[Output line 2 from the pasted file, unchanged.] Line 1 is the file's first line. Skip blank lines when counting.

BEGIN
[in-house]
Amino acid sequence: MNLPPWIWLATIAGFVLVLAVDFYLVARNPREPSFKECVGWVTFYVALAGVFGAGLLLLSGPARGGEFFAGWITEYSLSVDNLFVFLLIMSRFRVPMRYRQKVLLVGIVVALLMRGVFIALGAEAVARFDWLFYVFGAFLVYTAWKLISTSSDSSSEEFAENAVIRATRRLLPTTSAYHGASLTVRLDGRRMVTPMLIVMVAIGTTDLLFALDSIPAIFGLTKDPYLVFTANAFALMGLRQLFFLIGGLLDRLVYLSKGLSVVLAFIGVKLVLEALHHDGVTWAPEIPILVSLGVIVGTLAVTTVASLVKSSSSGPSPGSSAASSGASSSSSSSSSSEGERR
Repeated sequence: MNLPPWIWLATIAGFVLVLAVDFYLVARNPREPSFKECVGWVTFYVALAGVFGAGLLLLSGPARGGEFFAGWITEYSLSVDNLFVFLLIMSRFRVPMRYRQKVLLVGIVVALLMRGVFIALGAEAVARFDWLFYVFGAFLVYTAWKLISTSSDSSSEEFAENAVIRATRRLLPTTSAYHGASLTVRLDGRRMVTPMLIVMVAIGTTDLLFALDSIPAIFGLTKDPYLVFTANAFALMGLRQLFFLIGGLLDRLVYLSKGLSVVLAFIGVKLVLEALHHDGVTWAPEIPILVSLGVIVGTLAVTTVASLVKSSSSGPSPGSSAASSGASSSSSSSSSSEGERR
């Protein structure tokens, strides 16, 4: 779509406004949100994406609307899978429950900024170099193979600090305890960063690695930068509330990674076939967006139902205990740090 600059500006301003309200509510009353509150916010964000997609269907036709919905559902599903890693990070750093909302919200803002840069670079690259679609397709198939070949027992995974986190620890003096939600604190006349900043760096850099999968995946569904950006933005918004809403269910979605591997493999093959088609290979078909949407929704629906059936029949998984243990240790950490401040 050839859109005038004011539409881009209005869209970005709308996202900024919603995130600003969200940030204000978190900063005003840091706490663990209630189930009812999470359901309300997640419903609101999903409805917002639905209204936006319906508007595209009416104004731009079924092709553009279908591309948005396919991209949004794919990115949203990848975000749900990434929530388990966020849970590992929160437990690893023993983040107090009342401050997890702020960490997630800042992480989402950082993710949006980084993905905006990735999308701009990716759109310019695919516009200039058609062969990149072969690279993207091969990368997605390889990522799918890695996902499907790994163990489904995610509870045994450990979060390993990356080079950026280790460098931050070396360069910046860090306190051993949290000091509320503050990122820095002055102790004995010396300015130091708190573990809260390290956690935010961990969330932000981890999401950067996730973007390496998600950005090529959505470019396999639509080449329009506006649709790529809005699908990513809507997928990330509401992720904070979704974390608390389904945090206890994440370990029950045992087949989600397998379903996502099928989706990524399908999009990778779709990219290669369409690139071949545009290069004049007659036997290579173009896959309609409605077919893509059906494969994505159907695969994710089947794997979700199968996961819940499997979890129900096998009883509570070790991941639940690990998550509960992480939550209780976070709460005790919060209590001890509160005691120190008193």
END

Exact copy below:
Amino acid sequence: MNLPPWIWLATIAGFVLVLAVDFYLVARNPREPSFKECVGWVTFYVALAGVFGAGLLLLSGPARGGEFFAGWITEYSLSVDNLFVFLLIMSRFRVPMRYRQKVLLVGIVVALLMRGVFIALGAEAVARFDWLFYVFGAFLVYTAWKLISTSSDSSSEEFAENAVIRATRRLLPTTSAYHGASLTVRLDGRRMVTPMLIVMVAIGTTDLLFALDSIPAIFGLTKDPYLVFTANAFALMGLRQLFFLIGGLLDRLVYLSKGLSVVLAFIGVKLVLEALHHDGVTWAPEIPILVSLGVIVGTLAVTTVASLVKSSSSGPSPGSSAASSGASSSSSSSSSSEGERR